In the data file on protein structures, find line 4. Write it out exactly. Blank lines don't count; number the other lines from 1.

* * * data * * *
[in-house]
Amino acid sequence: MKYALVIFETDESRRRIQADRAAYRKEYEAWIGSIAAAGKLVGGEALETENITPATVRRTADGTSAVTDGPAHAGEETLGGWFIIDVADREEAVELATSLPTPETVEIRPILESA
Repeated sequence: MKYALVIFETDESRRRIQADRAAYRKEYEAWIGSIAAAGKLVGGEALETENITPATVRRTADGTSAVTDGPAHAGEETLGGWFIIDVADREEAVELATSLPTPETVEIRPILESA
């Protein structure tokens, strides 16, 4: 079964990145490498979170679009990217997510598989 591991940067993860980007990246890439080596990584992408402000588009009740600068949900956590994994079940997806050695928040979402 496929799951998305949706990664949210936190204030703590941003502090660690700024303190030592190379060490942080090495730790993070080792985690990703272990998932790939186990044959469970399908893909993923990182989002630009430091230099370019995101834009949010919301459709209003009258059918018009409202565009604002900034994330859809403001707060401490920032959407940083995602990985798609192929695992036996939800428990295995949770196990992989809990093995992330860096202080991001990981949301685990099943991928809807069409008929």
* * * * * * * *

């Protein structure tokens, strides 16, 4: 079964990145490498979170679009990217997510598989 591991940067993860980007990246890439080596990584992408402000588009009740600068949900956590994994079940997806050695928040979402 496929799951998305949706990664949210936190204030703590941003502090660690700024303190030592190379060490942080090495730790993070080792985690990703272990998932790939186990044959469970399908893909993923990182989002630009430091230099370019995101834009949010919301459709209003009258059918018009409202565009604002900034994330859809403001707060401490920032959407940083995602990985798609192929695992036996939800428990295995949770196990992989809990093995992330860096202080991001990981949301685990099943991928809807069409008929």